The annual physical exam might be a waste of time, Myles Spar, MD, says. For many years, these checkups have followed a similar pattern: a doctor reviews a patient’s complaints, orders lab tests, goes over the results, and has the same discussions about how the patient should lower their cholesterol or start an exercise program. But, research shows that annual checkups are practically worthless in making a difference in one’s likelihood of getting sick or even dying. After all, how many people have actually made meaningful changes based on an annual checkup?
Many people know what they need to do to stay healthy, Dr. Spar asserts, but they’re not doing it. Time and experience taught him that the key to driving real change is to tap into a patient’s sense of purpose by asking: What do you want your health for? When that question is answered, the annual checkup can be a more transformative experience that leads to meaningful health changes.
Dr. Spar, a Diplomate of the American Board of Integrative Medicine (ABOIM), says it took him years to understand why the annual checkup was failing to get to the root of what mattered to his patients – until the case of Renee, one of his patients during his medical school residency. A checkup showed that Renee had high cholesterol, high blood sugar, and was at least 25 pounds overweight. So, Dr. Spar recommended lifestyle changes that he’d always recommend to such patients. But at her next checkup, Renee showed no improvement. After years of more redundant checkups, he finally asked her why she thought she hadn’t lost weight. She replied that though she had tried to lose weight, it was very difficult, and, in any event, she thought she looked okay just as she was. He then asked her if her weight had negatively affected any areas of her life. She wanted to coach her daughter’s soccer team, she said, but she frequently got out of breath. An idea came to Dr. Spar. He told Renee that from now on, she should see him not for checkups but to “check in” to see how long she could be active for, with the goal of eventually coaching her daughter’s team.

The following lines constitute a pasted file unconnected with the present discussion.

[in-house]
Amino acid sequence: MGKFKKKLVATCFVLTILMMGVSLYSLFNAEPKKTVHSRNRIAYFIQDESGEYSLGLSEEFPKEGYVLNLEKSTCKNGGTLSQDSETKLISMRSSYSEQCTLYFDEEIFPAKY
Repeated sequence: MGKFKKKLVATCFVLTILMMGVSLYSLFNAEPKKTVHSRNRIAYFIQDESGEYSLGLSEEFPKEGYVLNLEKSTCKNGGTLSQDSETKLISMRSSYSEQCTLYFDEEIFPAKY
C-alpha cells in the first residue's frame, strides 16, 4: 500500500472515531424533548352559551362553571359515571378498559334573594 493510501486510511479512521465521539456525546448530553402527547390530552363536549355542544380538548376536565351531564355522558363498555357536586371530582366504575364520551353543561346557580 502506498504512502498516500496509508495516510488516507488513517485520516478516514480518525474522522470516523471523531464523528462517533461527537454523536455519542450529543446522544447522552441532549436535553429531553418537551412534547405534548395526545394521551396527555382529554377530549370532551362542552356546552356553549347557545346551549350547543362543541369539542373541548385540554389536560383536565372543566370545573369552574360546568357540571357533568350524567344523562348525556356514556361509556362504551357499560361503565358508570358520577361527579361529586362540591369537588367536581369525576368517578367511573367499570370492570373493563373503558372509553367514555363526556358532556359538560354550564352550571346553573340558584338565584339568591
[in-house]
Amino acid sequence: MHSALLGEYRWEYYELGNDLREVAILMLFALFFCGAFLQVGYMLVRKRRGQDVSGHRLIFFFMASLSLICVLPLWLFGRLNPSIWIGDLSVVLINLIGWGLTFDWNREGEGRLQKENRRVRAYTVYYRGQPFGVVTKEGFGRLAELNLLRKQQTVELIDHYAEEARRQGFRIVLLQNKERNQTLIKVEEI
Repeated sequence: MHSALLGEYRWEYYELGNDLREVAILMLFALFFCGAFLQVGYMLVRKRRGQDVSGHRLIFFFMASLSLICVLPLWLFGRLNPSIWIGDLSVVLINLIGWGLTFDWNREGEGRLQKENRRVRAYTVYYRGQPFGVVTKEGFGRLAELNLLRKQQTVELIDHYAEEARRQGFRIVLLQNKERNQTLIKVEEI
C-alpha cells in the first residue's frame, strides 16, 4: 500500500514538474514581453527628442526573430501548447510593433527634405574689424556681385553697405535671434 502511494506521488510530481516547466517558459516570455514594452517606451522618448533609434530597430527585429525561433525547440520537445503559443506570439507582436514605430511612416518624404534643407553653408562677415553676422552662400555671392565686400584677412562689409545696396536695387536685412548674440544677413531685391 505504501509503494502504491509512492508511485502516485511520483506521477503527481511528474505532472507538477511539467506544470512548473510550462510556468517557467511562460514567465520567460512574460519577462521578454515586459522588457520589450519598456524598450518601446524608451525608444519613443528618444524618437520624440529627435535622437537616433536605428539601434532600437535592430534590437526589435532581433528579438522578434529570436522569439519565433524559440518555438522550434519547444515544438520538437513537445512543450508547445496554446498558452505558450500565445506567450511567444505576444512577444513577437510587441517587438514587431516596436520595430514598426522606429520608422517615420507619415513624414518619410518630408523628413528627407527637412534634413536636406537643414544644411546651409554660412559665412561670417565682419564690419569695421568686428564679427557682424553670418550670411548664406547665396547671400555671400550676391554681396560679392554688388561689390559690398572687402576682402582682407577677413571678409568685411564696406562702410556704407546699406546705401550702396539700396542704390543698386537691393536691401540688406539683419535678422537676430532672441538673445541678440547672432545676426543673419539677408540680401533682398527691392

Six months later, Renee had lost the weight and was able to coach the team. Not only that, but she had also lowered her blood sugar and cholesterol, and was engaging with her daughter in a way that was important to her. It was then that Dr. Spar realized the importance of reframing the annual checkup around what patients cared about as opposed to what lab values were supposed to make them get better. What mattered, in short, was the patient’s clarity of purpose for being healthy.
In fact, research shows that identifying a clear sense of purpose lowers our mortality rate – the risk of dying in five years – by 20 percent, which is on par with quitting smoking or starting an exercise program. Dr. Spar says we should think of the checkup as check-ins during which a doctor helps a patient identify their sense of purpose so that health becomes a tool to help them achieve this purpose. In this purpose-driven model, a doctor should serve as a resource, working as part of a team to support patients and hold them accountable to the goals they set. Doctors can develop customized plans for their patients that include which foods to eat and supplements to take, and which tests, other modalities, or practitioners they should seek.
“Integrative medicine is all about goals rather than chief complaints,” Dr. Spar says. “We approach our patients from the point of view of health as a tool to be optimized in service of a life well lived as opposed to simply focusing on disease treatment or avoidance.”
It’s not so much what’s the matter with you as it is what matters to you, he adds. Identifying a sense of purpose can help us all live more fulfilled and longer lives.
The American Board of Physicians Specialties® is a dedicated advocate for patient-centered heath care through integrative medicine. Through its Member Board, the ABOIM, the ABPS is committed to the career development of physicians who embrace all relevant modalities in order to achieve optimal health for their patients. To learn more about the ABOIM, contact the ABPS today.